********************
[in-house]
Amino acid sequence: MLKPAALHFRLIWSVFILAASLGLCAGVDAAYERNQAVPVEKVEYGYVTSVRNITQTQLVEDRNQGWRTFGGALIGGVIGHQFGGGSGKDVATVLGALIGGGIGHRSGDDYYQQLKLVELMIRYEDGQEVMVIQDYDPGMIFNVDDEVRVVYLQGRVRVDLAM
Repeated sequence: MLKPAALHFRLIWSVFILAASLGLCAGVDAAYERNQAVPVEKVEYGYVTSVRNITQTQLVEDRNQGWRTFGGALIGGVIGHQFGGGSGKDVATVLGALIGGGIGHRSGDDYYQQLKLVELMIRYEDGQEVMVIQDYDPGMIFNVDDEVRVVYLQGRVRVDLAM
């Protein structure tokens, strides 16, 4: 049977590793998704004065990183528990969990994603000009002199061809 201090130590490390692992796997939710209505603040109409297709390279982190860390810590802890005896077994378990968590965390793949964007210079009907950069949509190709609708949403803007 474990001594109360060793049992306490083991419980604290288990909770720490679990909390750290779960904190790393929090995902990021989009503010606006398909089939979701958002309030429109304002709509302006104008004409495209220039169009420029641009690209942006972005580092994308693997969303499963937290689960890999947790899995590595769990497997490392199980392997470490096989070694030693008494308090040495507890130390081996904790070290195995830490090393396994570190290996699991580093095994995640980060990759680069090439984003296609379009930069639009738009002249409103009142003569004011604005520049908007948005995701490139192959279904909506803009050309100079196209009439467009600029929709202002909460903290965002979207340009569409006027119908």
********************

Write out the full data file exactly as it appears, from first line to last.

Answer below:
[in-house]
Amino acid sequence: MLKPAALHFRLIWSVFILAASLGLCAGVDAAYERNQAVPVEKVEYGYVTSVRNITQTQLVEDRNQGWRTFGGALIGGVIGHQFGGGSGKDVATVLGALIGGGIGHRSGDDYYQQLKLVELMIRYEDGQEVMVIQDYDPGMIFNVDDEVRVVYLQGRVRVDLAM
Repeated sequence: MLKPAALHFRLIWSVFILAASLGLCAGVDAAYERNQAVPVEKVEYGYVTSVRNITQTQLVEDRNQGWRTFGGALIGGVIGHQFGGGSGKDVATVLGALIGGGIGHRSGDDYYQQLKLVELMIRYEDGQEVMVIQDYDPGMIFNVDDEVRVVYLQGRVRVDLAM
């Protein structure tokens, strides 16, 4: 049977590793998704004065990183528990969990994603000009002199061809 201090130590490390692992796997939710209505603040109409297709390279982190860390810590802890005896077994378990968590965390793949964007210079009907950069949509190709609708949403803007 474990001594109360060793049992306490083991419980604290288990909770720490679990909390750290779960904190790393929090995902990021989009503010606006398909089939979701958002309030429109304002709509302006104008004409495209220039169009420029641009690209942006972005580092994308693997969303499963937290689960890999947790899995590595769990497997490392199980392997470490096989070694030693008494308090040495507890130390081996904790070290195995830490090393396994570190290996699991580093095994995640980060990759680069090439984003296609379009930069639009738009002249409103009142003569004011604005520049908007948005995701490139192959279904909506803009050309100079196209009439467009600029929709202002909460903290965002979207340009569409006027119908």